Bayesian modelling of lung function data from multiple-breath washout tests
Paediatric respiratory researchers have widely adopted the multiple-breath washout (MBW) test because it allows assessment of lung function in unsedated infants and is well suited to longitudinal studies of lung development and disease. However, a substantial proportion of MBW tests in infants fail current acceptability criteria. We hypothesised that a model-based approach to analysing the data, in place of traditional simple empirical summaries, would enable more efficient use of these tests. We therefore developed a novel statistical model for infant MBW data and applied it to 1197 tests from 432 individuals from a large birth cohort study. We focus on Bayesian estimation of the lung clearance index, the most commonly used summary of lung function from MBW tests. Our results show that the model provides an excellent fit to the data and shed further light on statistical properties of the standard empirical approach. Furthermore, the modelling approach enables the lung clearance index to be estimated by using tests with different degrees of completeness, something not possible with the standard approach. Our model therefore allows previously unused data to be used rather than discarded, as well as routine use of shorter tests without significant loss of precision. Beyond our specific application, our work illustrates a number of important aspects of Bayesian modelling in practice, such as the importance of hierarchical specifications to account for repeated measurements and the value of model checking via posterior predictive distributions.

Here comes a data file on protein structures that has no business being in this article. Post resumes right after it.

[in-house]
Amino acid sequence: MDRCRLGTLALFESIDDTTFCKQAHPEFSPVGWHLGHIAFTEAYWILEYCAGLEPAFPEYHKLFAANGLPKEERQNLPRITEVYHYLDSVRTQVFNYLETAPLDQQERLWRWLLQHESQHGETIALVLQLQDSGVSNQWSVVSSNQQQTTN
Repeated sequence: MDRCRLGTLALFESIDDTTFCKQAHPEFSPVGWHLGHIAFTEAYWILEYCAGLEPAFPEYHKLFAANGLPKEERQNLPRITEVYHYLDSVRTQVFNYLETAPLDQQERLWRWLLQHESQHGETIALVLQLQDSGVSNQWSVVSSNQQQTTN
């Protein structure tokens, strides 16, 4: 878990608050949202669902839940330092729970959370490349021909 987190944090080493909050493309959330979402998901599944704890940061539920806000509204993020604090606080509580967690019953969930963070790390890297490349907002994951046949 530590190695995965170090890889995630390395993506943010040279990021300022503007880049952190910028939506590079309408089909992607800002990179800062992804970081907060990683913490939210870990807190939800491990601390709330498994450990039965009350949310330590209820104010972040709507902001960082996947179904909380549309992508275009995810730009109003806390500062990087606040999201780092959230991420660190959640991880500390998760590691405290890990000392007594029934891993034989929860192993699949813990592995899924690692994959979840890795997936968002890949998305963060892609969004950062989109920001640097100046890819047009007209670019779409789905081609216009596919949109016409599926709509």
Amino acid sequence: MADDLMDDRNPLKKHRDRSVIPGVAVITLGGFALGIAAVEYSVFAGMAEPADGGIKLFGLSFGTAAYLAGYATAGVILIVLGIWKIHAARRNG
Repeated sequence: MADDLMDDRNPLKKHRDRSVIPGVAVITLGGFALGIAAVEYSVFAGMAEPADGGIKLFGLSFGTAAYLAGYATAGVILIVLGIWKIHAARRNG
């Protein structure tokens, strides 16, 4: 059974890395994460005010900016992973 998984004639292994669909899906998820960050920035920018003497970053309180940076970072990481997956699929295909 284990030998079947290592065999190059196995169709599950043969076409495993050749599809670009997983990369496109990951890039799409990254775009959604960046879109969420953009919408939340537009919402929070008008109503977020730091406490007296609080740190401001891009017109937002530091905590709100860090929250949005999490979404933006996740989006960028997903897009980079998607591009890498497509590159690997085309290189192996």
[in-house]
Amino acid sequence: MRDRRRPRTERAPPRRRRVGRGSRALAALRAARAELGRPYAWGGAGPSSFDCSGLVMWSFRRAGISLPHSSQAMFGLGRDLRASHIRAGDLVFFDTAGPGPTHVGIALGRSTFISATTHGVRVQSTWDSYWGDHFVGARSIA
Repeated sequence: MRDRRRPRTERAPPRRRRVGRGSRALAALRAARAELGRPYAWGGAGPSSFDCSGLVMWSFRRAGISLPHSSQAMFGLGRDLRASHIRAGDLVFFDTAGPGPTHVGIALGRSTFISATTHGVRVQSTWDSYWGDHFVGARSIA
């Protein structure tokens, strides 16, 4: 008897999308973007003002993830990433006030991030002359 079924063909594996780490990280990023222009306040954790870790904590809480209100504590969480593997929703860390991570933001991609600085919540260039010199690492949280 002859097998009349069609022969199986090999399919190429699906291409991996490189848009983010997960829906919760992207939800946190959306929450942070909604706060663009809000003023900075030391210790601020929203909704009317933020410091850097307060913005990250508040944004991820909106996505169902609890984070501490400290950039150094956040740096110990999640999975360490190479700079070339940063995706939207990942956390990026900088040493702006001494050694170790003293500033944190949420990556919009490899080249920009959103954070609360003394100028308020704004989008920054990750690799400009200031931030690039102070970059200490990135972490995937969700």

Dominant regions and drivers of the variability of the global land carbon sink across timescales
Net biome productivity (NBP) dominates the observed large variation of atmospheric CO2 annual increase over the last five decades. However, the dominant regions controlling inter-annual to multi-decadal variability of global NBP are still controversial (semi-arid regions vs. temperate or tropical forests). By developing a theory for partitioning the variance of NBP into the contributions of net primary production (NPP) and heterotrophic respiration (Rh ) at different timescales, and using both observation-based atmospheric CO2 inversion product and the outputs of 10 process-based terrestrial ecosystem models forced by 110-year observational climate, we tried to reconcile the controversy by showing that semi-arid lands dominate the variability of global NBP at inter-annual (<10 years) and tropical forests dominate at multi-decadal scales (>30 years). Results further indicate that global NBP variability is dominated by the NPP component at inter-annual timescales, and is progressively controlled by Rh with increasing timescale. Multi-decadal NBP variations of tropical rainforests are modulated by the Pacific Decadal Oscillation (PDO) through its significant influences on both temperature and precipitation. This study calls for long-term observations for the decadal or longer fluctuations in carbon fluxes to gain insights on the future evolution of global NBP, particularly in the tropical forests that dominate the decadal variability of land carbon uptake and are more effective for climate mitigation.